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“That Sh*t Hurt”: Damian Lillard Chimes In On Giannis Antetokounmpo’s Soleus Strain

Advait Jajodia

"That Sh*t Hurt": Damian Lillard Chimes In On Giannis Antetokounmpo's Soleus Strain

The Milwaukee Bucks were finally able to snap their four-game losing streak, clinching a dominant 104-91 victory against the in-form Boston Celtics. While fans will be pleased with the team’s win, the soleus strain that Giannis Antetokounmpo suffered takes all the excitement away. Explaining his own experience with the same injury, Damian Lillard stated that a soleus strain “hurt”.

During the third quarter of the Eastern Conference clash against the Boston Celtics and the Milwaukee Bucks, Giannis Antetokounmpo inbound the ball and was running toward the frontcourt. Suddenly, the Greek Freak fell down, grabbing his left calf. Soon after, the two-time MVP made his way to the locker room and didn’t return to the floor for the remainder of the contest.

At the beginning of the 2022-2023 season, Damian Lillard had also suffered a grade one strain on the soleus muscle after already having injured his calf a few weeks ago. While talking to the Bucks’ beat reporter Eric Nehm after the conclusion of the game, Lillard described his experience with the injury. Claiming to have a “high pain tolerance”, Dame stated that the injury “hurt”.

“That sh*t hurt. It hurt. And it makes sense that — When I did it, usually I’m able to walk things off. I feel like I have a high pain tolerance and when I did it, I started to walk, it wasn’t just that it was that painful, it was that the muscle just can’t handle it. So, I think once it calmed down, you kind of figured out a way to limp around it, but it’s a weird feeling,” Lillard said.

Later, Lillard moved on to talk about the topic that fans of the Wisconsin side would be more keen on learning – the recovery process and rehab time. In his experience, the sharpshooter said that he had to miss two weeks of action due to the soleus strain before returning to the lineup.

“I think it was like a game or two after I came back (from calf injury), I did my soleus. And then after that, it was like two weeks. For me, it was like two weeks and then I came back and played,” Lillard told Nehm.

If Antetokounmpo misses out on at least 2 weeks, the Bucks will have a difficult time retaining their 2nd spot in the Eastern Conference as they face the Oklahoma City Thunder and the Orlando Magic in their final three games of the regular season. If they do tumble down to as low as the #5 spot in the Eastern Conference standings, Doc Rivers’ boys will have a tough time in the first few games of the postseason.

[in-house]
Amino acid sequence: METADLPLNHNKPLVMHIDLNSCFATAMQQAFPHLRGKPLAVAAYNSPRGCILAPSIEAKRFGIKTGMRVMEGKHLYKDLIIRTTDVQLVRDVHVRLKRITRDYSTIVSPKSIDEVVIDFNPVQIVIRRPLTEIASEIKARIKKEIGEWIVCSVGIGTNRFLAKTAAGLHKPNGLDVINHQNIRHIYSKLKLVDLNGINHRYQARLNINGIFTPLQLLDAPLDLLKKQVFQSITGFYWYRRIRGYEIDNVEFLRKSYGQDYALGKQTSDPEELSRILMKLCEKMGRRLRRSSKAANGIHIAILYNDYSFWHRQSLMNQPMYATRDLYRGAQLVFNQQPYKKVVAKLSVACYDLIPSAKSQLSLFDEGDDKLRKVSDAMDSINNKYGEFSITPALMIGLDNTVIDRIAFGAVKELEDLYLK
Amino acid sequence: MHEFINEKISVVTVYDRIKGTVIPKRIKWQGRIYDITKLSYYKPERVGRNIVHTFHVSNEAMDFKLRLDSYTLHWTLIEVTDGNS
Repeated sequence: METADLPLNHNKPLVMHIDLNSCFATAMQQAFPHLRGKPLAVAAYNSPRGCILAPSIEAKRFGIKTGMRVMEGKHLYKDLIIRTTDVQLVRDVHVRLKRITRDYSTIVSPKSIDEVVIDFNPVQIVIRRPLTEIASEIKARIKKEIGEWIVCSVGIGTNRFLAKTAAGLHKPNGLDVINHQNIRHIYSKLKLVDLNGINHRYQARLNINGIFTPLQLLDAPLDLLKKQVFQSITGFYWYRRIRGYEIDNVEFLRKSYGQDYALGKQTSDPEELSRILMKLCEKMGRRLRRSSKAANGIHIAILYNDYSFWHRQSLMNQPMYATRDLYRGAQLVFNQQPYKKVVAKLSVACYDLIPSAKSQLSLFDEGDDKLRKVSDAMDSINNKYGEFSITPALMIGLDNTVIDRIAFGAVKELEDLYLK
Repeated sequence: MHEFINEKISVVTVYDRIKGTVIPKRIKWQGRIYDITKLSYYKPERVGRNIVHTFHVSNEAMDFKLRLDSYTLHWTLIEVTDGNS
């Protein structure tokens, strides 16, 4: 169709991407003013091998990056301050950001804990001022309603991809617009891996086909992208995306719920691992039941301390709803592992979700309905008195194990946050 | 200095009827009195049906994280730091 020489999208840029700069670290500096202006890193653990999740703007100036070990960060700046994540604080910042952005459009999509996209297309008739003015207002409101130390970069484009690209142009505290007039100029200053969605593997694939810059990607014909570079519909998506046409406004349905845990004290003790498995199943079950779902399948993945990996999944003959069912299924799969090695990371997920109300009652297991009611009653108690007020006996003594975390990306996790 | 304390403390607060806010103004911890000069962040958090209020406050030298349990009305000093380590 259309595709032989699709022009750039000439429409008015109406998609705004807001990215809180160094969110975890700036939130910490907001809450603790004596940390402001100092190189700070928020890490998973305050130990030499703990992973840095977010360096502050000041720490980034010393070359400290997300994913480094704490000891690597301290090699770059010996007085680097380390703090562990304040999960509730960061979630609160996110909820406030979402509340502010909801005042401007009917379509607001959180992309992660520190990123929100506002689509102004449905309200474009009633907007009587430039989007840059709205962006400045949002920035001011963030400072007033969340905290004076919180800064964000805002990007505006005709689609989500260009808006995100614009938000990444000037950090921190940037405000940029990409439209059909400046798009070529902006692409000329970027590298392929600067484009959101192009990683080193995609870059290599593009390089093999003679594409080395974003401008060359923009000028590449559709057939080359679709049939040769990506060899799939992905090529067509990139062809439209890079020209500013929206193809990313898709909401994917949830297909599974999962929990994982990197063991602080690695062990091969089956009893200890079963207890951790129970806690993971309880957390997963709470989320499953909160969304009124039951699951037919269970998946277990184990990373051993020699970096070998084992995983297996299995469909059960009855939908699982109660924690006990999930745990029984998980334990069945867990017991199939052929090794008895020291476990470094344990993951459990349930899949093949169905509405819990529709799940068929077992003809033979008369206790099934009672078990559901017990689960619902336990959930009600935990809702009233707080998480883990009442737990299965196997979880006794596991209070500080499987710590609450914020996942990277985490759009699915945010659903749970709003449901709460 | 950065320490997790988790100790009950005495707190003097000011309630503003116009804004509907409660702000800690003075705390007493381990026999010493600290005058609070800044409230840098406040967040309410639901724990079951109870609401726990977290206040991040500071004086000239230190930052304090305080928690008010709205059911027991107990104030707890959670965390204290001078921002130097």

Fans will eagerly be waiting for Antetokounmpo’s injury update. If the team’s statement isn’t positive, the Bucks will have an extremely difficult time replicating the same success they witnessed in 2021.

Doctor explains how long can a soleus strain keep Giannis Antetokounmpo out for

As soon as Giannis Antetokounmpo was accompanied to the locker room, NBA Twitter erupted with reactions. Among many other users were doctors who dished out their knowledge on Antetokounmpo’s injury.

According to Jeff Stotts, a certified athletic trainer, 17 days is the average time that a player loses due to a horrific soleus injury.

Dr. Evan Jeffries also provided an estimated timeline for the forward’s return upon the severity of the injury. Per the doctor of physical therapy, a Grade 1 strain could keep Giannis out for 1-2 weeks. Whereas, a Grade 2 strain can witness the Bucks being 3-6 weeks without their superstar. Ultimately, a Grade 3 strain will force the 2021 Finals MVP to miss out on the entirety of the playoff.

With Giannis eventually going to be missing a few games in the postseason, the Bucks will aim to finish the regular season as the #2 seed to face a relatively easier matchup in the first round. Even if Damian Lillard and co. were to lose a game or two in the 6ft 11” star’s absence, a comeback could always be possible.

About the author

Advait Jajodia

Advait Jajodia


Advait Jajodia, a seasoned NBA journalist, has had a passion for the game for over a decade. His journey from admiring Kobe Bryant's precision to being in awe of Stephen Curry's long-range mastery instilled a profound understanding of basketball. With a background as a two-time National-level player, Advait uses his experience on the hardwood to offer insightful analysis. Over three years of dedicated sports journalism has equipped the 21-year-old with a unique perspective, reflected in his prolific portfolio of 3,700+ articles.

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